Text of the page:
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Critique My Position

This is a discussion on Critique My Position within the Horse Riding Critique forums, part of the Riding Horses category

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        08-31-2013, 07:09 PM
      #11
    Yearling
    Root of problem: knees.
         
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        08-31-2013, 09:57 PM
      #12
    Showing
    Quote:
    Originally Posted by JustDressageIt    
    I've edited my response to add more.
    I do agree, Sky, that its in your head - but I disagree that you want to be loosey goosey. You want to be giving in the right joints, but you also have to keep other muscles very firm and working, such as your core. You do need to work every stride, not be a bowl of jello for most of the ride.
    I've slipped into some horrible habits recently and have gotten my ass kicked for doing so. It's a steep learning curve!!
    Posted via Mobile Device
    I guess my definition of loosey goosey is going back to staying with the horse. Being jello would not accomplish that, but clamping down doesn't either. It's a fine mix of relaxing but also making sure that you aren't being thrown around regardless if you're posting, cantering, sitting the trot, etc.

    But yeah, very steep learning curve if you aren't used to RIDING every step of the way, haha!
         
        09-01-2013, 10:10 AM
      #13
    Showing
    Quote:
    Originally Posted by BornToRun    
    Root of problem: knees.
    Root of problem: pinching/gripping "up" with your legs, instead of stretching down and around to grip/balance.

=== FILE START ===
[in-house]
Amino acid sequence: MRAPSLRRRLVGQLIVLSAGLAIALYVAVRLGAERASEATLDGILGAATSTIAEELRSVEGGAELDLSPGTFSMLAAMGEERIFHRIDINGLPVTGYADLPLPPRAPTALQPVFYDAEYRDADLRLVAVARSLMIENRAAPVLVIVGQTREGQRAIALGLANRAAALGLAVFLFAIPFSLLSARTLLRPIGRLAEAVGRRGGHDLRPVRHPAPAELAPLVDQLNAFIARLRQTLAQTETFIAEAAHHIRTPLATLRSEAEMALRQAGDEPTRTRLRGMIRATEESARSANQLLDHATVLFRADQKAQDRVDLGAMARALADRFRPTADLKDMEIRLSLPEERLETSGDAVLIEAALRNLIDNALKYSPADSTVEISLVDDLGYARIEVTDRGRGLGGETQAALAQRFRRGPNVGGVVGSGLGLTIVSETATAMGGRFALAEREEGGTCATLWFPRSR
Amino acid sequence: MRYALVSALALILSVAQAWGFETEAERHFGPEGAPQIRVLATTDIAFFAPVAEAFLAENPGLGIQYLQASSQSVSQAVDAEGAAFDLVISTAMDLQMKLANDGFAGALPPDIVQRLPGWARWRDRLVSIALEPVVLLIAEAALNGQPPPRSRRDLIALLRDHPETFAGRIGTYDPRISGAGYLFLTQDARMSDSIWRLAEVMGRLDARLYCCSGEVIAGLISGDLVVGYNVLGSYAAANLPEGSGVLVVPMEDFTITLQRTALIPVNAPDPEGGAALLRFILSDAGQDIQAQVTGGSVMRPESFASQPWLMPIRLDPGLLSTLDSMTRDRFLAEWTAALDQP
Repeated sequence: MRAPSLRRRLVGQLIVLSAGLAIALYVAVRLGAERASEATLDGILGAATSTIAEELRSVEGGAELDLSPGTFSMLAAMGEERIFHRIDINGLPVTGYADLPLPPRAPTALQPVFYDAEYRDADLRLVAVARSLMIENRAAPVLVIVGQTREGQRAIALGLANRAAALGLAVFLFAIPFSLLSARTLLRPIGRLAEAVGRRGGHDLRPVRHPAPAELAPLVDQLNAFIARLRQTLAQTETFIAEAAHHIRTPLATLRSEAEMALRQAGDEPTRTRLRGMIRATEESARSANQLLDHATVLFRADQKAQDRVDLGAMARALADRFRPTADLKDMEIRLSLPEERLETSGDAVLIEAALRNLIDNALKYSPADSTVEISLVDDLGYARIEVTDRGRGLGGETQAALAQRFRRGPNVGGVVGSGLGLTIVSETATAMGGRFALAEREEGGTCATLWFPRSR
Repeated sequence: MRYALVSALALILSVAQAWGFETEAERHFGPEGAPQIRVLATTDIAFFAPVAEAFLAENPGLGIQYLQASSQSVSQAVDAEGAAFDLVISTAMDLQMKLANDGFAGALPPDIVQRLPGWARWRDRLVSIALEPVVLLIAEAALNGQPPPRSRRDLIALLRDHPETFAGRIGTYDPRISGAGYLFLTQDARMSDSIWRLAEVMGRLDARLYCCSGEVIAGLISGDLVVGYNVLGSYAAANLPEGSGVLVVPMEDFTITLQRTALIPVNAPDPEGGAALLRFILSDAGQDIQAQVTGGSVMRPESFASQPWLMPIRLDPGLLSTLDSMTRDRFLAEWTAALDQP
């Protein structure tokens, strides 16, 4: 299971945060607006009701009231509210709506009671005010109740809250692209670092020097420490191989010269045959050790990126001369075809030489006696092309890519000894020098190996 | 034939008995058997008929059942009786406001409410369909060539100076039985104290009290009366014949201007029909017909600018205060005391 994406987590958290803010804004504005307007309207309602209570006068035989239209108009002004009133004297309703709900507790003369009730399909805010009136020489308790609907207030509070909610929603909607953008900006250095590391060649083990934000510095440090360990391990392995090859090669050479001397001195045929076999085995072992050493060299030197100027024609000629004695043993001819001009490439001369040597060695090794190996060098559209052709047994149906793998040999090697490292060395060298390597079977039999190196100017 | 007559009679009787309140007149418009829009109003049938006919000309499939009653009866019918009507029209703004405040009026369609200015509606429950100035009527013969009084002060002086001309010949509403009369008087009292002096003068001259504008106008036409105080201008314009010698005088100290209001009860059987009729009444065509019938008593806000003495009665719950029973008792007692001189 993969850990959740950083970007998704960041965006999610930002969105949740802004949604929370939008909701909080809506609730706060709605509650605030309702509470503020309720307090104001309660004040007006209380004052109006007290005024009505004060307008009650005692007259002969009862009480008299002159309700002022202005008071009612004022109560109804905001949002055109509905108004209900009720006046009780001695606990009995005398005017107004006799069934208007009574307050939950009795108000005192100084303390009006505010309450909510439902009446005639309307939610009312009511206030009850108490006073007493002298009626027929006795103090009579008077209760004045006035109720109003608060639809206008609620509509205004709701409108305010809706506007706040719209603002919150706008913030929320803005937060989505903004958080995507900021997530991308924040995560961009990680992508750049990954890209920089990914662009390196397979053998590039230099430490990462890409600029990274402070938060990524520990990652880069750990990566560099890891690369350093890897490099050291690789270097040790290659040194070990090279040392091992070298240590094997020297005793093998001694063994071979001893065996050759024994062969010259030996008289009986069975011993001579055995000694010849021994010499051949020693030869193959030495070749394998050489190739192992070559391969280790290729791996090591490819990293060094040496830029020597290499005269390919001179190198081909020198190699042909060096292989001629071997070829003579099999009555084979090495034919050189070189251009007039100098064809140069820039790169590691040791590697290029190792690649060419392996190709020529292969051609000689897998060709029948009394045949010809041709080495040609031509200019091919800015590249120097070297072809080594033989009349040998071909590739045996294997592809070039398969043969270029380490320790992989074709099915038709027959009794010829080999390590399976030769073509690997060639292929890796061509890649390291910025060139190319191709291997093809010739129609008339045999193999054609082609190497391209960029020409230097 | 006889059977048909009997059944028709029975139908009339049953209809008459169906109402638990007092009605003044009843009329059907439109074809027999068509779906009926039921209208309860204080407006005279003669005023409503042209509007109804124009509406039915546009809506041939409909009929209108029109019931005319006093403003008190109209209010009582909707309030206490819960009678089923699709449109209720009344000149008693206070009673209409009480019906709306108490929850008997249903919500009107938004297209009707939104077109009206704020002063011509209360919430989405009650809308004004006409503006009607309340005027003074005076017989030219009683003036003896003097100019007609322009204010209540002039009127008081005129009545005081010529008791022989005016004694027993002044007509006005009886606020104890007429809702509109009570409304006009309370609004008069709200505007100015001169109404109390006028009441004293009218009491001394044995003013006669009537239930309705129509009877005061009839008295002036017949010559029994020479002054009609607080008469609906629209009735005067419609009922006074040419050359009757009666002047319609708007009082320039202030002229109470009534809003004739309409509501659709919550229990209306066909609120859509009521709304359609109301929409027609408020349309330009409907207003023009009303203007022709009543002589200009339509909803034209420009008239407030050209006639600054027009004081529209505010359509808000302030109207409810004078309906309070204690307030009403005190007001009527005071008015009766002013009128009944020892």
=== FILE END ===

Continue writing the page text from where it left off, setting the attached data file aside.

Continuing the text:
Posted via Mobile Device
         
        09-01-2013, 11:59 AM
      #14
    Green Broke
    I wasn't suggesting that was the root of the problem, just that it needs attention based on the photos.

    I agree with everything that has been said: JustDressageIt has worded it particularly nicely. Sink down around your horse, and into your heels.
    Some other things that I notice (and have already been mentioned), the way you sort of 'slouch' (fetal position is a better description xD). Pull your shoulders up and back.
    Also, watch your elbows. They kind of poke out in some of the photos. It's kind of hard to tell from the photos, but it looks like a result of not enough release (it looks as though you're sort of on his face a lot. Not a HUGE deal over small fences, but it will become more of an issue if it isn't fixed as your progress).

    These could all just be tricks of the photos: a video could be beneficial.
         
        09-01-2013, 09:43 PM
      #15
    Yearling
    I jumped her again today, and really focused on releasing, and stretching my leg down, I could feel the improvement because Nell jumped much better compared to before. Unfortunately no photos to show for it, no one came with me today. I'm really glad she's as forgiving as she is ...
    Our tack shop was having a clearance sale too, and I scored on a pair of pink OFJ boots, they're adorable
    Attached Images
    File Type: jpg NIHPB2.jpg (61.3 KB, 70 views)